Printer friendly version Share

News Release

Researchers find new unknown Bryozoa genera and species below thousand meters deep in the Southwestern Atlantic

09 February 2018 Universidad de Barcelona

A scientific team has discovered twenty new species and two genera for unknown Bryozoa –most of them were found below 1000 meters deep- in the Southwestern Atlantic, according to an article published in the journal Zootaxa with its first author being the researcher Blanca Figuerola, from the Faculty of Biology of the University of Barcelona (UB) and the Biodiversity Research Institute of the UB (IRBio). Other co-authors of the study are Javier Cristobo (Spanish Institute of Oceanography, IEO) and Dennis P. Gordon (National Institute of Water and Atmospheric Research-NIWA, New Zealand).

Bryozoa are aquatic and colonial invertebrates that can produce mineralized skeletons. This is the study with the largest identification of new bryozoan species below a thousand meters deep –that is, in the continental slope- in the Argentine Patagonia, an area where most of the identified species had been found above five hundred meters. The new species were collected during five oceanographic campaigns –from 2008 to 2010- of IEO’s ATLANTIS Project, on board the research vessel Miguel Oliver (Spanish Secretary-General for Fisheries), and obtained from 25 sampling sites, between 138 and 1650 meters deep, in the Southwestern Atlantic.

Under the domains of the big ocean currents

This area is one of the most productive marine ecosystems in the Southern Hemisphere due the confluence of two of the most powerful wind-driven currents: the Falkland Current –very rich in nutrients- and the subtropical Brazil Current. In particular, the current of the Malvines is a branch of the Antarctic Circumpolar Current, which flows northward along the continental shelf of Argentina –under 800 or 1000 meters- to about latitude from 30º to 40º S, where it is deflected eastward after meeting the warm southward-flowing Brazil Current”, says Blanca Figuerola (UB-IRBio), who is now collaborating with the team led by Aaron O’Dea in the Smithsonian Tropical Research Institute (STRI) in Panama.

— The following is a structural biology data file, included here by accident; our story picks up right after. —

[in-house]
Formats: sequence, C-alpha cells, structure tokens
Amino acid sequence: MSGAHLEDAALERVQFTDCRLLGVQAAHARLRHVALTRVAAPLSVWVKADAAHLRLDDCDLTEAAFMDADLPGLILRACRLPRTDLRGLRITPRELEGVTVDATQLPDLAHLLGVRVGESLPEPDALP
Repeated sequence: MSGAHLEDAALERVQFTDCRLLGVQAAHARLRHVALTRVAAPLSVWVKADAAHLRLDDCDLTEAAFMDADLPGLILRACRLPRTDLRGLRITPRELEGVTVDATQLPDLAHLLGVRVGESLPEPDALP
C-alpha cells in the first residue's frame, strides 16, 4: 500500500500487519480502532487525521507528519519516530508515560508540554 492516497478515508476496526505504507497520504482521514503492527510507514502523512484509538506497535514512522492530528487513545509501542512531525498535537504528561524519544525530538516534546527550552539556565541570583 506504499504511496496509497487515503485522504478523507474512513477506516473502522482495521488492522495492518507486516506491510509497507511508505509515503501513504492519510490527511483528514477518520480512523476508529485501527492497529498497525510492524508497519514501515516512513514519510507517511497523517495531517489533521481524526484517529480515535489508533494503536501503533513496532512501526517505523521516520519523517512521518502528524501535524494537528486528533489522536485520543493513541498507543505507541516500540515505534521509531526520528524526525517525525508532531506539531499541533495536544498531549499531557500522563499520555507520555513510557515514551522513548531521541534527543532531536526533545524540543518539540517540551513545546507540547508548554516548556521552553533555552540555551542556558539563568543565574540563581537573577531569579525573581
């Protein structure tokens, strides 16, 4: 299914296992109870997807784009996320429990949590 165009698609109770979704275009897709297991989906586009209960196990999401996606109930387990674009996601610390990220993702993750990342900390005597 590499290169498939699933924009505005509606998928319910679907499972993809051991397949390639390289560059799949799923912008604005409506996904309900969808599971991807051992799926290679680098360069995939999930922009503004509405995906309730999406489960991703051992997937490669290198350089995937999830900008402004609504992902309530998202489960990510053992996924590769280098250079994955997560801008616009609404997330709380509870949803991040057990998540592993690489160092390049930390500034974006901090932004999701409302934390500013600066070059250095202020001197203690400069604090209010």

When these powerful marine currents converge, there is a high biological production, promoting the growth of benthic invertebrates. “Therefore, this area is dwelled by particular species with a wide range of distributions and adaptations to fluctuating conditions, resulting from the influence of these subtropical and subantarctic waters”, adds Figuerola.

The findings of two genera (Amynaskolia and Biconcavus) and twenty new species add new chapters to the inventory of the regional biodiversity of Bryozoa in the Southwestern Atlantic. “In these areas, studies on the biodiversity of marine invertebrates are needed, mainly at slope and abyssal depths. For now, some of the best-known benthic invertebrates in this region are molluscs, echinoderms and cnidarians”, says the researcher.

Biconcavus batmani: remembering the superhero

Some discovered species belong to genera from which only two species were known: in particular, the Ipsibuffonella umbonata, Membranicellaria balanyai –named after Professor Joan Balanyà, from the Faculty of Biology and IRBio- and Mawatarius avilae, which pays tribute to the lecturer Conxita Ávila (UB-IRBio), head of the projects Distantcom, Ecoquim and Actiquim –on the chemical ecology of marine invertebrate communities in the Antarctica in which the researchers Blanca Figuerola and Javier Cristobo also took part.